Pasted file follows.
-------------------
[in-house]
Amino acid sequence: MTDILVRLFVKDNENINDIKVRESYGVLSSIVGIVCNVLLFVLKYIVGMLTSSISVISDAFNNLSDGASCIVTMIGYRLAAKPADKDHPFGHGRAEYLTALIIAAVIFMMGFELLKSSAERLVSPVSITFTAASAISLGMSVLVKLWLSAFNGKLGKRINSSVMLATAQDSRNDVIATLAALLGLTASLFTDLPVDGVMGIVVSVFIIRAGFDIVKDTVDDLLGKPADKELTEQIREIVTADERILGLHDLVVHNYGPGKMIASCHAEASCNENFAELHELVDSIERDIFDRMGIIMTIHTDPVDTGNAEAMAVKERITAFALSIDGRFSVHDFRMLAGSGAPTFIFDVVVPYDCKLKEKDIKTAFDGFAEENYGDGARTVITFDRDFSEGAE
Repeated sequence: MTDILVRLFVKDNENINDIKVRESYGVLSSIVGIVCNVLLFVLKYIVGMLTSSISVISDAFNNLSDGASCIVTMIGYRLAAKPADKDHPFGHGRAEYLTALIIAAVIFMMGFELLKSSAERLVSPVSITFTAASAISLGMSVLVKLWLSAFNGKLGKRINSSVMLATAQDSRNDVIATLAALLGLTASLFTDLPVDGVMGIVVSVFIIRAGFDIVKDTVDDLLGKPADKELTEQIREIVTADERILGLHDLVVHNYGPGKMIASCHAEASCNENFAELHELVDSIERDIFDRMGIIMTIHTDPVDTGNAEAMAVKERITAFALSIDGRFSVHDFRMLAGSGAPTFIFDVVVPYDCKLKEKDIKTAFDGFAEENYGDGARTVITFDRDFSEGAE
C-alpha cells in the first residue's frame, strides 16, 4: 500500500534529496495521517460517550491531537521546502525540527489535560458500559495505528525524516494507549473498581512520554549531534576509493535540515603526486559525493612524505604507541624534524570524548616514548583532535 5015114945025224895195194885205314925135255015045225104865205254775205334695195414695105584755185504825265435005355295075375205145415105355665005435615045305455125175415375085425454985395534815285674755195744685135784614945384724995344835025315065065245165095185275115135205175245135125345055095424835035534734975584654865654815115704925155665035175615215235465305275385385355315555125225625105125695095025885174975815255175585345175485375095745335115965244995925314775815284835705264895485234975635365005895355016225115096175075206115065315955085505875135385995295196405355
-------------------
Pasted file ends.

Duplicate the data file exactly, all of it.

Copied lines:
[in-house]
Amino acid sequence: MTDILVRLFVKDNENINDIKVRESYGVLSSIVGIVCNVLLFVLKYIVGMLTSSISVISDAFNNLSDGASCIVTMIGYRLAAKPADKDHPFGHGRAEYLTALIIAAVIFMMGFELLKSSAERLVSPVSITFTAASAISLGMSVLVKLWLSAFNGKLGKRINSSVMLATAQDSRNDVIATLAALLGLTASLFTDLPVDGVMGIVVSVFIIRAGFDIVKDTVDDLLGKPADKELTEQIREIVTADERILGLHDLVVHNYGPGKMIASCHAEASCNENFAELHELVDSIERDIFDRMGIIMTIHTDPVDTGNAEAMAVKERITAFALSIDGRFSVHDFRMLAGSGAPTFIFDVVVPYDCKLKEKDIKTAFDGFAEENYGDGARTVITFDRDFSEGAE
Repeated sequence: MTDILVRLFVKDNENINDIKVRESYGVLSSIVGIVCNVLLFVLKYIVGMLTSSISVISDAFNNLSDGASCIVTMIGYRLAAKPADKDHPFGHGRAEYLTALIIAAVIFMMGFELLKSSAERLVSPVSITFTAASAISLGMSVLVKLWLSAFNGKLGKRINSSVMLATAQDSRNDVIATLAALLGLTASLFTDLPVDGVMGIVVSVFIIRAGFDIVKDTVDDLLGKPADKELTEQIREIVTADERILGLHDLVVHNYGPGKMIASCHAEASCNENFAELHELVDSIERDIFDRMGIIMTIHTDPVDTGNAEAMAVKERITAFALSIDGRFSVHDFRMLAGSGAPTFIFDVVVPYDCKLKEKDIKTAFDGFAEENYGDGARTVITFDRDFSEGAE
C-alpha cells in the first residue's frame, strides 16, 4: 500500500534529496495521517460517550491531537521546502525540527489535560458500559495505528525524516494507549473498581512520554549531534576509493535540515603526486559525493612524505604507541624534524570524548616514548583532535 5015114945025224895195194885205314925135255015045225104865205254775205334695195414695105584755185504825265435005355295075375205145415105355665005435615045305455125175415375085425454985395534815285674755195744685135784614945384724995344835025315065065245165095185275115135205175245135125345055095424835035534734975584654865654815115704925155665035175615215235465305275385385355315555125225625105125695095025885174975815255175585345175485375095745335115965244995925314775815284835705264895485234975635365005895355016225115096175075206115065315955085505875135385995295196405355